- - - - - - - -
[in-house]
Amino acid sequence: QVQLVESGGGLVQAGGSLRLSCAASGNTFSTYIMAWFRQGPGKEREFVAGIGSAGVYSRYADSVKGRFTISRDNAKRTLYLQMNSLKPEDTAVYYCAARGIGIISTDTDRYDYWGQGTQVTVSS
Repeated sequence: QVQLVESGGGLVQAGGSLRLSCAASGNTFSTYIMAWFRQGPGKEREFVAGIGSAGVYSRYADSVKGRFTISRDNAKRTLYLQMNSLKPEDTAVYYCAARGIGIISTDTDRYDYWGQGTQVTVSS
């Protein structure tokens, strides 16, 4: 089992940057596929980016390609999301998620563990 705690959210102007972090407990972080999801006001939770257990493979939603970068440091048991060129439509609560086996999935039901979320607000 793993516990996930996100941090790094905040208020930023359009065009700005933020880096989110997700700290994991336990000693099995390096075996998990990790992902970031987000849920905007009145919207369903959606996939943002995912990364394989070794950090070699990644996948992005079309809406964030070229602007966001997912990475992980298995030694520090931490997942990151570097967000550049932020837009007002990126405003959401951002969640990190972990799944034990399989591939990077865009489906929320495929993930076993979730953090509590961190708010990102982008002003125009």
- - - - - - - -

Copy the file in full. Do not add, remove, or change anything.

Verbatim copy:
[in-house]
Amino acid sequence: QVQLVESGGGLVQAGGSLRLSCAASGNTFSTYIMAWFRQGPGKEREFVAGIGSAGVYSRYADSVKGRFTISRDNAKRTLYLQMNSLKPEDTAVYYCAARGIGIISTDTDRYDYWGQGTQVTVSS
Repeated sequence: QVQLVESGGGLVQAGGSLRLSCAASGNTFSTYIMAWFRQGPGKEREFVAGIGSAGVYSRYADSVKGRFTISRDNAKRTLYLQMNSLKPEDTAVYYCAARGIGIISTDTDRYDYWGQGTQVTVSS
């Protein structure tokens, strides 16, 4: 089992940057596929980016390609999301998620563990 705690959210102007972090407990972080999801006001939770257990493979939603970068440091048991060129439509609560086996999935039901979320607000 793993516990996930996100941090790094905040208020930023359009065009700005933020880096989110997700700290994991336990000693099995390096075996998990990790992902970031987000849920905007009145919207369903959606996939943002995912990364394989070794950090070699990644996948992005079309809406964030070229602007966001997912990475992980298995030694520090931490997942990151570097967000550049932020837009007002990126405003959401951002969640990190972990799944034990399989591939990077865009489906929320495929993930076993979730953090509590961190708010990102982008002003125009």